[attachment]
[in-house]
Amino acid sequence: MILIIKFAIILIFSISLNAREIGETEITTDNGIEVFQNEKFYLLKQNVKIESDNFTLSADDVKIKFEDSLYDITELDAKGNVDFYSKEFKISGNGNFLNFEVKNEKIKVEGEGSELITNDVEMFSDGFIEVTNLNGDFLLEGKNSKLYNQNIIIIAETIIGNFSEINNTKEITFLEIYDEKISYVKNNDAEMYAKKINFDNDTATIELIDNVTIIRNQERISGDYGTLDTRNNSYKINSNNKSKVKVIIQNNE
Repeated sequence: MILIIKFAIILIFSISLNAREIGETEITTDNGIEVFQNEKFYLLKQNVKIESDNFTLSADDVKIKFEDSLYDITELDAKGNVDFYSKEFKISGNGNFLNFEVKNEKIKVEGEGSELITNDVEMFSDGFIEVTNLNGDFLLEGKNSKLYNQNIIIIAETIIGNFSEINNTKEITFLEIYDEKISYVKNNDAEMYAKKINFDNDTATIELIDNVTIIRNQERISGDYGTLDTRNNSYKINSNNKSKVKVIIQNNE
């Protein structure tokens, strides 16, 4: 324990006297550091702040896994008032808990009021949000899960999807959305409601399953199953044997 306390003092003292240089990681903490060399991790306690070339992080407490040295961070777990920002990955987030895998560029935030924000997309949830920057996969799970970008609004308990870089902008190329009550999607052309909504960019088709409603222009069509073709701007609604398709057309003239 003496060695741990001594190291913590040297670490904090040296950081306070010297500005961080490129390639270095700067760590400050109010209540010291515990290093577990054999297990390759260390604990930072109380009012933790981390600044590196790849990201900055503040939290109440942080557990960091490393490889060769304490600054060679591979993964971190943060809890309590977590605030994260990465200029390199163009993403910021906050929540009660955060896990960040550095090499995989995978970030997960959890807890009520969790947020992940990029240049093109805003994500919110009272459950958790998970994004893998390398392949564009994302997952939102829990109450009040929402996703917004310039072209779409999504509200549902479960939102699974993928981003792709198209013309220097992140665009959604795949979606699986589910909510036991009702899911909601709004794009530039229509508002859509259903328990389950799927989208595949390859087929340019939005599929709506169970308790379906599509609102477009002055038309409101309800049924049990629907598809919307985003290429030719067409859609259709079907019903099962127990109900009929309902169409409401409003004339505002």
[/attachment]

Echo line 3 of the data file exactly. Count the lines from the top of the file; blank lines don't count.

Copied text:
Repeated sequence: MILIIKFAIILIFSISLNAREIGETEITTDNGIEVFQNEKFYLLKQNVKIESDNFTLSADDVKIKFEDSLYDITELDAKGNVDFYSKEFKISGNGNFLNFEVKNEKIKVEGEGSELITNDVEMFSDGFIEVTNLNGDFLLEGKNSKLYNQNIIIIAETIIGNFSEINNTKEITFLEIYDEKISYVKNNDAEMYAKKINFDNDTATIELIDNVTIIRNQERISGDYGTLDTRNNSYKINSNNKSKVKVIIQNNE